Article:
News / Africa

Nigerian President Defends Suspension of Central Bank Governor

Nigeria's President Goodluck Jonathan arrives for service for former South African President Nelson Mandela, First National Bank Stadium, Johannesburg, Dec. 10, 2013.
Nigeria's President Goodluck Jonathan arrives for service for former South African President Nelson Mandela, First National Bank Stadium, Johannesburg, Dec. 10, 2013.
James Butty
Nigerian President Goodluck Jonathan said his suspension of Central Bank Governor Lamido Sanusi had nothing to do with the governor’s allegations of corruption at the state-owned Nigerian National Petroleum Corporation. 

Sanusi said over $20 billion had disappeared from state oil revenues.

Although Sanusi said he would challenge the legality of his suspension in court, presidential spokesman Reuben Abati said Jonathan has made it clear he has the power to appoint and suspend bank governors.

“President Jonathan made it very clear that what we are dealing with here is a case of suspension, not dismissal.  But, the question that has arisen from that is whether the president has the power to suspend without recourse to the National Assembly. The position expressed by Mr. President is indeed he who appoints also has the power to suspend,” he said.

Abati said Jonathan, during a news conference, also addressed the question of whether Sanusi was suspended over his corruption allegations.

“Indeed, the investigation against him (Sanusi) first started as far back as February, 2013.  As of April 2013, and also by May 4th, he had been given queries to respond to a number of allegations.  His response was then forwarded to the Financial Reporting Council of Nigeria, which reported back to the federal government alleging many breaches and practically accusing the CB under Sanusi’s watch of fraud, incompetence and of financial recklessness.  And, on the basis of that, the presidency had to ask Mr. Sanusi to step down,” Abati said.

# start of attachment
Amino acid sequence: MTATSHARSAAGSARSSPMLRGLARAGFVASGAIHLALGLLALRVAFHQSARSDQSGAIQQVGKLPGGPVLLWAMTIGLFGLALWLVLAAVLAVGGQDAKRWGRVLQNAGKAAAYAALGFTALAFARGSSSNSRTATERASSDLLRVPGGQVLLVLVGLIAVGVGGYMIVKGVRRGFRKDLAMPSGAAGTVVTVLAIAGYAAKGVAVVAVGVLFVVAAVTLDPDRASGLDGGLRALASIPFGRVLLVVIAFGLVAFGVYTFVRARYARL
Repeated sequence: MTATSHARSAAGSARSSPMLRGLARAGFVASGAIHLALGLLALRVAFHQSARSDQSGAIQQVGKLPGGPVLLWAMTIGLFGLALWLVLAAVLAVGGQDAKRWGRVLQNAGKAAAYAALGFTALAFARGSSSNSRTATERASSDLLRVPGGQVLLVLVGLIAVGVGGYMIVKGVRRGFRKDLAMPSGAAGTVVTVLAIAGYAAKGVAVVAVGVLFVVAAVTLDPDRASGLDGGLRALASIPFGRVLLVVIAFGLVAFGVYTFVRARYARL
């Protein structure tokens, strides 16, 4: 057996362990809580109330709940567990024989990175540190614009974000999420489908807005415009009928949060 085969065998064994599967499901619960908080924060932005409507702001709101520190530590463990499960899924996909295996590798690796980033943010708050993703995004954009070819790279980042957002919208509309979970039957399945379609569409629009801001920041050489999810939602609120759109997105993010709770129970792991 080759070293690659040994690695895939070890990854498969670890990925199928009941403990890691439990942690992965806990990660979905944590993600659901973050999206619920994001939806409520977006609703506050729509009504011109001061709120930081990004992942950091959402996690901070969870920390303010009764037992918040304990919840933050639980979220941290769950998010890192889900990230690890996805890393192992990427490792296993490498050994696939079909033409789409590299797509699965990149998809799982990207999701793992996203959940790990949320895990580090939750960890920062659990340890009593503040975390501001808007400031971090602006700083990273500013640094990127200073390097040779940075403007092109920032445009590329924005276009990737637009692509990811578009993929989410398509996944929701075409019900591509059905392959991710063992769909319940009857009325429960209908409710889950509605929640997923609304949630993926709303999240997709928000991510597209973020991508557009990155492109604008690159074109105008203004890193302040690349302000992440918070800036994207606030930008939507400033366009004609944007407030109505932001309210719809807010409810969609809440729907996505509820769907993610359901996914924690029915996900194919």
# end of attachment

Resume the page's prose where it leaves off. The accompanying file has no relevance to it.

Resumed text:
Abati said Sanusi’s claim that over $20 billion is missing from state oil revenues is being investigated by the Nigerian legislature.

He said Jonathan insisted his government would not interfere with an ongoing legislative investigation.

“Indeed, Mr. Sanusi is free and is encouraged to continue to give evidence before the National Assembly.  President Jonathan’s commitment is to integrity and accountability.  And, he has made it very clear that his government is also committed to transparency, both in the extractive sector and particularly in the NNPC,” Abati said.

Abati says the Nigerian government saw a brief jolt in the financial markets as reaction to Sanusi’s suspension, the man considered as having brought some stability to Africa’s second largest economy.

“Immediately after the announcement, as a result of the uncertainty that quite a number of persons read into the development, there was a brief shock in the market. But, the position of government is that this has nothing to do with monetary policy. The Central Bank of Nigeria remains very strong and government is committed to continuing to strengthen it, and there is no need for anxiety about the country’s financial policy,” Abati said.
Butty interview with Abati
Butty interview with Abatii
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Comments
     
by: Godwin from: Nigeria
February 25, 2014 10:39 AM
The question is, why did the president not allow the issue being trashed at the Senate to be settled before using the sack/suspension to scuttle the investigation? The president has proved to be the head of the corruption in the country. By this singular act of obstructing justice and getting in the way of punishing corruption, the president has shown that all other issues of corruption, including his inactivity to find, indict or prosecute boko haram and their mentors, are his brain child for milking the country dry. If the president means any good to the country, he should reinstate Sanusi - the Central Bank governor - and allow him and the Senate to finish the business of finding where the $20billion oil money was laundered, before sacking or suspending him. If Nigeria votes, and that is in 2015, Jonathan will not smell a vote from Nigerians whom he has impoverished through the corruption in the country's main foreign exchange earner - the oil industry. If anything, the president has by this action proved to Nigerians public enemy number one.

In Response

by: patrick derrick from: rome italy
February 26, 2014 12:10 PM
the bigger qestion here is,why does he took mallam sanusi so long to provide the necessary documentation as the head of the establisment.and,as far as am concern what Leeds to mallam sanusi sorpension was lack of failure to provide the necessary evidence in which the investigation comittee & the president goodluck has been waiting for since,he was appointed as the cbn governor.but,notwithstanding, the president has made it clear in his public interview,that,he who hires,also, has power to remove.according, to the section 12 of the law of central bank of nigeria.and,moreover,he declear also,that,mallam sanusi free & he every right to come forward with his evidence if he has any.and,what the president accused him of is(MISCONDUCT) of power, in which he can't prove!!!!!!!!!!!!

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